Variations in Skin Microbiota Seen in Patients With Rosacea

Rosacea on face
Rosacea on face
In the skin microbiota of patients with rosacea, specific bacterial taxa were significantly enriched or depleted, with variations noted across age, sex, disease extent, and subtype of rosacea.

Patients with rosacea display reductions in protective organisms and an enrichment of harmful organisms in the skin’s microbiota, a case-control study in the American Journal of Clinical Dermatology reports.

Patients with rosacea (n=19), including erythematotelangiectatic, papulopustular, or both, treated at the Johns Hopkins Outpatient Center were matched with patients without rosacea (n=19). The study examined DNA taken from skin swabs of both the nose and bilateral cheeks of each participant. The researchers also performed and analyzed the sequencing of the V3V4 region of the bacterial 16S ribosomal RNA gene.

In patients with erythematotelangiectatic rosacea, the skin microbiota was significantly depleted in Roseomonas mucosa compared with that of control patients (P =.004). Papulopustular rosacea was associated with enrichment in three organisms: Campylobacter ureolyticus (P =.001), Corynebacterium kroppenstedtii (P =.008), and oral flora Prevotella intermedia (P =.001).

Patients with both erythematotelangiectatic and papulopustular rosacea had the highest relative abundance of C kroppenstedtii (19.2%). In addition, C kroppenstedtii was also observed in the skin of patients with papulopustular rosacea (5.06%) and erythematotelangiectatic rosacea (1.21%). The highest relative abundance of C kroppenstedtii affected the cheeks and nose (2.82%), rosacea of the cheeks but not the nose (1.93%), and matched control patients (0.19%).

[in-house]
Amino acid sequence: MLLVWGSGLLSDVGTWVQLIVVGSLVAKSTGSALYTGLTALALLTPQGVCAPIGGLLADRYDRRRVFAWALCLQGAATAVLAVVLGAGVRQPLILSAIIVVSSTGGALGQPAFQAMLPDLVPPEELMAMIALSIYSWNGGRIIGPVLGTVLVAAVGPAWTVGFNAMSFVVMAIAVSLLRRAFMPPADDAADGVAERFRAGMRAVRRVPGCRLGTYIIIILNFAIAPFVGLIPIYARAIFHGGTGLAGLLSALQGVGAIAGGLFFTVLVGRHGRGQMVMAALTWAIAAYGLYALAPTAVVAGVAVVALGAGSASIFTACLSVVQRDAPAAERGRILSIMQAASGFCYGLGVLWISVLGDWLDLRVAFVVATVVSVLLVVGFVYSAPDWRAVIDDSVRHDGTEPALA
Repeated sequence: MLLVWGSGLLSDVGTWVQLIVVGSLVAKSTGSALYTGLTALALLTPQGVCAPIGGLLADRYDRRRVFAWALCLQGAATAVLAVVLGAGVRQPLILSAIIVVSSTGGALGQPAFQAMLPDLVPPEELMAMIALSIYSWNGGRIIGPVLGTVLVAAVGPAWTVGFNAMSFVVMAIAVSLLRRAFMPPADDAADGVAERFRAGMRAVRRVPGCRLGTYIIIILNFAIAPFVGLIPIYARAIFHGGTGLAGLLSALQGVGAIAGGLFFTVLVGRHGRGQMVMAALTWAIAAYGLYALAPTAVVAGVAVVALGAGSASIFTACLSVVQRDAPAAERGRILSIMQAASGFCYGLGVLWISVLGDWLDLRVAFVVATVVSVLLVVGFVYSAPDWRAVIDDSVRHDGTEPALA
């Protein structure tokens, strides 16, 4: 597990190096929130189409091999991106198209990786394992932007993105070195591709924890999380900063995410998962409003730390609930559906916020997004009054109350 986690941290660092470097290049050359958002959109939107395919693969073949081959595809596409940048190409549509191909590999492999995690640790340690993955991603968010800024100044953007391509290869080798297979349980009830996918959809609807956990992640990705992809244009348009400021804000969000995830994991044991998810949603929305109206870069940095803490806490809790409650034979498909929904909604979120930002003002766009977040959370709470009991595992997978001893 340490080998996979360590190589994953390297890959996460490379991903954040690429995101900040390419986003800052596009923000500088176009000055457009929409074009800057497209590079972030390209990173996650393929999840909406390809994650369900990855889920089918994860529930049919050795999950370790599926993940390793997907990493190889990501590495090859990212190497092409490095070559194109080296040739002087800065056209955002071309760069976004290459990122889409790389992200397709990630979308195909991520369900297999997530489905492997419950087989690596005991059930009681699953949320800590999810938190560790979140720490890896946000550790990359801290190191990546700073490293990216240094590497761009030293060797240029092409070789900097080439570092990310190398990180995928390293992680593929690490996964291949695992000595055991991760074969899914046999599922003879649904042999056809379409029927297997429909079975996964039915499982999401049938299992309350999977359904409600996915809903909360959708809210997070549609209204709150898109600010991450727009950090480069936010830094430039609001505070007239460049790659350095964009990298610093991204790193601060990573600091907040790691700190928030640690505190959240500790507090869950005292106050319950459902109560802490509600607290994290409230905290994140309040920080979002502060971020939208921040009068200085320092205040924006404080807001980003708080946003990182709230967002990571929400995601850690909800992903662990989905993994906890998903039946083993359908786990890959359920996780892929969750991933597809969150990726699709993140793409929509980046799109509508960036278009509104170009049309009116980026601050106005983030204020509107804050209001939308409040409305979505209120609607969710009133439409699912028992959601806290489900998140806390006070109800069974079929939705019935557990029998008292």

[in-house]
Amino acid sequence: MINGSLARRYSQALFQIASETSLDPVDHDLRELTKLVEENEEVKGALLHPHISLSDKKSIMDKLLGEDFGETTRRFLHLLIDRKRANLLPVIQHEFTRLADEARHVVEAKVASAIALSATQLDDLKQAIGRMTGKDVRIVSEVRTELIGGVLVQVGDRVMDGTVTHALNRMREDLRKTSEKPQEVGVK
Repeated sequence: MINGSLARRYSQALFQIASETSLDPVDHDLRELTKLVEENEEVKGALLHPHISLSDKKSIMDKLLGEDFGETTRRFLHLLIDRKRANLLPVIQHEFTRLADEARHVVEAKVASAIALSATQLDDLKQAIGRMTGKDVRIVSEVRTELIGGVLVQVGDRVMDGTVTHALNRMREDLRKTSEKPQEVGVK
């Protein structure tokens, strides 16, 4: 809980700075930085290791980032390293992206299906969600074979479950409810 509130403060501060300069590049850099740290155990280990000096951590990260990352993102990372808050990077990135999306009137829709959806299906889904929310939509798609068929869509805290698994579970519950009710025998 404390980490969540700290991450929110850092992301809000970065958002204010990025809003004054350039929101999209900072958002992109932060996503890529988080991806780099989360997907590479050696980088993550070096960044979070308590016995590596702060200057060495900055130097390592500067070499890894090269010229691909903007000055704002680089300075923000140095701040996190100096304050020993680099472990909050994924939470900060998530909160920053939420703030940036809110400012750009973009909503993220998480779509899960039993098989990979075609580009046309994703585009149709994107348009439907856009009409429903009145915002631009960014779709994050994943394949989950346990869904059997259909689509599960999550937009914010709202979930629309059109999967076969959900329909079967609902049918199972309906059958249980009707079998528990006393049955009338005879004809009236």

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Limitations of the study included the small sample size, the low recruitment of male patients, and the exclusionary focus on bacterial microbiota rather than the additional inclusion of viruses and fungi.

“No significant similarity in beta diversity between patients with rosacea and controls was demonstrated,” the researchers added, “indicating that no one rosacea subtype displays an overall species diversity more closely aligned with controls than any other subtype.”

Disclosure: A study author declared affiliations with the pharmaceutical industry. Please see the original reference for a full list of authors’ disclosures.


Rainer BM, Thompson KG, Antonescu C, et al. Characterization and analysis of the skin microbiota in rosacea: a case-control study [published online September 9, 2019]. Am J Clin Dermatol. doi:10.1007/s40257-019-00471-5